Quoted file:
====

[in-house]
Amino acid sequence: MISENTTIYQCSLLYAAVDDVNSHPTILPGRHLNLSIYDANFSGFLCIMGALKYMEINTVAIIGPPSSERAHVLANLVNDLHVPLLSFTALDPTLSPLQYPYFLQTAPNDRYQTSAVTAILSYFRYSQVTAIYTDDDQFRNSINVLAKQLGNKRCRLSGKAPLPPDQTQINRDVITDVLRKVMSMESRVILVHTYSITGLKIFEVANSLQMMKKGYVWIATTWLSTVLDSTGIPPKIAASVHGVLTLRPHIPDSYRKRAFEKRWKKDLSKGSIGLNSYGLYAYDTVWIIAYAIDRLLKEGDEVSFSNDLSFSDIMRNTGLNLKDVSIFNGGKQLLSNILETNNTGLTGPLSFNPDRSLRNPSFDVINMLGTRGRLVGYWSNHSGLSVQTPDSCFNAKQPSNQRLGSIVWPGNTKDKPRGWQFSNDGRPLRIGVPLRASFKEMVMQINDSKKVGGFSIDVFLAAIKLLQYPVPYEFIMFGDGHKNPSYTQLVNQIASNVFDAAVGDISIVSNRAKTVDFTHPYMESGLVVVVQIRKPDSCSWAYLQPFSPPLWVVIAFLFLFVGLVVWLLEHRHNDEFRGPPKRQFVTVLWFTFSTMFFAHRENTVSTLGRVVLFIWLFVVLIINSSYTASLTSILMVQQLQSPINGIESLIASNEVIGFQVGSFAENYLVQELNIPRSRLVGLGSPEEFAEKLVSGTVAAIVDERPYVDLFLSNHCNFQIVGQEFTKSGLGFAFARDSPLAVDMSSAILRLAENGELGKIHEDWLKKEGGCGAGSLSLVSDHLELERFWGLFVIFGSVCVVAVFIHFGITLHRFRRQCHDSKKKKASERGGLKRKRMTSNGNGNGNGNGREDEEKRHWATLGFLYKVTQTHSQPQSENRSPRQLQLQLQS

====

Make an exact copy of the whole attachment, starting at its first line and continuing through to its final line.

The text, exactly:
[in-house]
Amino acid sequence: MISENTTIYQCSLLYAAVDDVNSHPTILPGRHLNLSIYDANFSGFLCIMGALKYMEINTVAIIGPPSSERAHVLANLVNDLHVPLLSFTALDPTLSPLQYPYFLQTAPNDRYQTSAVTAILSYFRYSQVTAIYTDDDQFRNSINVLAKQLGNKRCRLSGKAPLPPDQTQINRDVITDVLRKVMSMESRVILVHTYSITGLKIFEVANSLQMMKKGYVWIATTWLSTVLDSTGIPPKIAASVHGVLTLRPHIPDSYRKRAFEKRWKKDLSKGSIGLNSYGLYAYDTVWIIAYAIDRLLKEGDEVSFSNDLSFSDIMRNTGLNLKDVSIFNGGKQLLSNILETNNTGLTGPLSFNPDRSLRNPSFDVINMLGTRGRLVGYWSNHSGLSVQTPDSCFNAKQPSNQRLGSIVWPGNTKDKPRGWQFSNDGRPLRIGVPLRASFKEMVMQINDSKKVGGFSIDVFLAAIKLLQYPVPYEFIMFGDGHKNPSYTQLVNQIASNVFDAAVGDISIVSNRAKTVDFTHPYMESGLVVVVQIRKPDSCSWAYLQPFSPPLWVVIAFLFLFVGLVVWLLEHRHNDEFRGPPKRQFVTVLWFTFSTMFFAHRENTVSTLGRVVLFIWLFVVLIINSSYTASLTSILMVQQLQSPINGIESLIASNEVIGFQVGSFAENYLVQELNIPRSRLVGLGSPEEFAEKLVSGTVAAIVDERPYVDLFLSNHCNFQIVGQEFTKSGLGFAFARDSPLAVDMSSAILRLAENGELGKIHEDWLKKEGGCGAGSLSLVSDHLELERFWGLFVIFGSVCVVAVFIHFGITLHRFRRQCHDSKKKKASERGGLKRKRMTSNGNGNGNGNGREDEEKRHWATLGFLYKVTQTHSQPQSENRSPRQLQLQLQS